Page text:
Eugen Von Böhm-Bawerk, economist of the Austrian school, wrote this incisive critique of Marxist economics amid rising public support for socialism, communism and state-controlled markets in Europe.
Published in 1896, this work criticizes Marxist theory from two angles: firstly, that the notion of value which Marx puts forward contradict his own ideas. The author asserts that the link between the price of producing goods and the value produced by labor are not consistently dealt with in Marx’s works. This inconsistency in assigning value to economic production leads onto the second critique:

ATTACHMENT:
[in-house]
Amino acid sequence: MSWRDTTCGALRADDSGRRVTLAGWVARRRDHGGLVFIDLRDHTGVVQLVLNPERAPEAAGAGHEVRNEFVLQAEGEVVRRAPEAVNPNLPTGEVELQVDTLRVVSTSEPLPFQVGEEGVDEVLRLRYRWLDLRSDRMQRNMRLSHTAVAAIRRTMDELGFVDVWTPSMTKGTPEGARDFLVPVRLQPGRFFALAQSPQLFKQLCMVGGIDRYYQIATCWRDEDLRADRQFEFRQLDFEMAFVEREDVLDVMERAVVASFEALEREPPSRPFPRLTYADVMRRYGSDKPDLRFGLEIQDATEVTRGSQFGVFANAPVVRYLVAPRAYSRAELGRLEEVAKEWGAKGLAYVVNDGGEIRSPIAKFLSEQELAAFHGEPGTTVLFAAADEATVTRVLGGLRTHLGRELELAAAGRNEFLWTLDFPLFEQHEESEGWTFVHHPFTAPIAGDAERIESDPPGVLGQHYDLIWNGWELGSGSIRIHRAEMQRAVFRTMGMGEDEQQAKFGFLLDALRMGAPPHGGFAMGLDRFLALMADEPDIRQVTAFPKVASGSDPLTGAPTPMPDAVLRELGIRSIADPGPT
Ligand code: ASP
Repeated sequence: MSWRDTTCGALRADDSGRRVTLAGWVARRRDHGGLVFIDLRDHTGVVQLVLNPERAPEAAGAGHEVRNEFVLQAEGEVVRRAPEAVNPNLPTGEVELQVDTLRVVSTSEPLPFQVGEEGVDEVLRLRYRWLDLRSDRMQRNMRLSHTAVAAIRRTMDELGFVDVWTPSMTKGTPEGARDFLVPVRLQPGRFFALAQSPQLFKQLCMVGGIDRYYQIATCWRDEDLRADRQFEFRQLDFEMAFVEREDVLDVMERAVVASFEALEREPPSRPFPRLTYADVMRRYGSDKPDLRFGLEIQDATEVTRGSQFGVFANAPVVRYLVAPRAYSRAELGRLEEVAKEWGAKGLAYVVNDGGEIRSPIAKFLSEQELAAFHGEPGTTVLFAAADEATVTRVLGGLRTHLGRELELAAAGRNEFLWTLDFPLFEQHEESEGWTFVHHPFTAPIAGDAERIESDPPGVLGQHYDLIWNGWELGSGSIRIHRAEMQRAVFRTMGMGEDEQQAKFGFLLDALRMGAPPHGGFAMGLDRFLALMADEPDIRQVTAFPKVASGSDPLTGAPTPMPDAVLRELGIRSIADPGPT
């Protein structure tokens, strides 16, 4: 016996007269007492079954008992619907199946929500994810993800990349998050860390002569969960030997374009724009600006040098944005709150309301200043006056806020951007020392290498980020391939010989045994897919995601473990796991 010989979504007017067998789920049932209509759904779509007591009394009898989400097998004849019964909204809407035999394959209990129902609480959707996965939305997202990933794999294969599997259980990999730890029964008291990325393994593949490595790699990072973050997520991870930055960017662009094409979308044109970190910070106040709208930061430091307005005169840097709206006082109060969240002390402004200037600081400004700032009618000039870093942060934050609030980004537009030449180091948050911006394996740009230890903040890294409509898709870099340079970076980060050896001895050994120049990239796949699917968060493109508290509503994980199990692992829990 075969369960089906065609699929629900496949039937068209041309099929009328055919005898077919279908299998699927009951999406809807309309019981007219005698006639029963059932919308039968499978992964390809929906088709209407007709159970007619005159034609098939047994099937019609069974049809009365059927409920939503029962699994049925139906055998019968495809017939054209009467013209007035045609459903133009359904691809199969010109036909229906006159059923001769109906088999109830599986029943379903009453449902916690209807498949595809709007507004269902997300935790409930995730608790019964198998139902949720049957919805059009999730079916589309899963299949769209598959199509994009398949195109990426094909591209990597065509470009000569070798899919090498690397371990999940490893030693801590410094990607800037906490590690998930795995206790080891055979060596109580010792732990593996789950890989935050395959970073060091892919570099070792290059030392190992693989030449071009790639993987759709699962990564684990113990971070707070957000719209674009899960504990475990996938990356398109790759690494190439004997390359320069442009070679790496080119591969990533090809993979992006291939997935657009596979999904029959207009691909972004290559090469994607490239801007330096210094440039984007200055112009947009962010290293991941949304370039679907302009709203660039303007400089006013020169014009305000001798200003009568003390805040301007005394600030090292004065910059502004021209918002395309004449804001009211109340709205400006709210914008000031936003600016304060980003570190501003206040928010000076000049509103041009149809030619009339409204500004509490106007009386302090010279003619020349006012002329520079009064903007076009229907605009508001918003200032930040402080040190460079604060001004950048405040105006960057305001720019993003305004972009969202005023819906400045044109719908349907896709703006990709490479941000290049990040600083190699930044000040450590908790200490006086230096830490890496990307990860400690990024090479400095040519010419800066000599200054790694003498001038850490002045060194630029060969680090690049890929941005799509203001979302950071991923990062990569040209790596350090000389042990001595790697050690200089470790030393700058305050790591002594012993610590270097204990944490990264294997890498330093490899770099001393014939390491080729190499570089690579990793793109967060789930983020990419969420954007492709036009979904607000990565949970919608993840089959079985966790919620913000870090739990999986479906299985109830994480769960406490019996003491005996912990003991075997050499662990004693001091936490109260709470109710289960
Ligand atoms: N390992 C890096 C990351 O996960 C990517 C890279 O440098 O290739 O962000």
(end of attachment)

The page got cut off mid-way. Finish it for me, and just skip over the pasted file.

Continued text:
Supply and demand is a theory whereby an equilibrium between goods supplied to a market and goods demanded by consumers in said market is established, with changes in the quantity or price of a good being in reaction to demand. Böhm-Bawerk discusses how Marx underestimates this law, and how his lack of appreciation for an economy which flexibly meets the shifting demands of consumers undermines his notions of price and value. From the perspective of a free market capitalist, Marxist theory is inadequate and insufficient as a system of economics.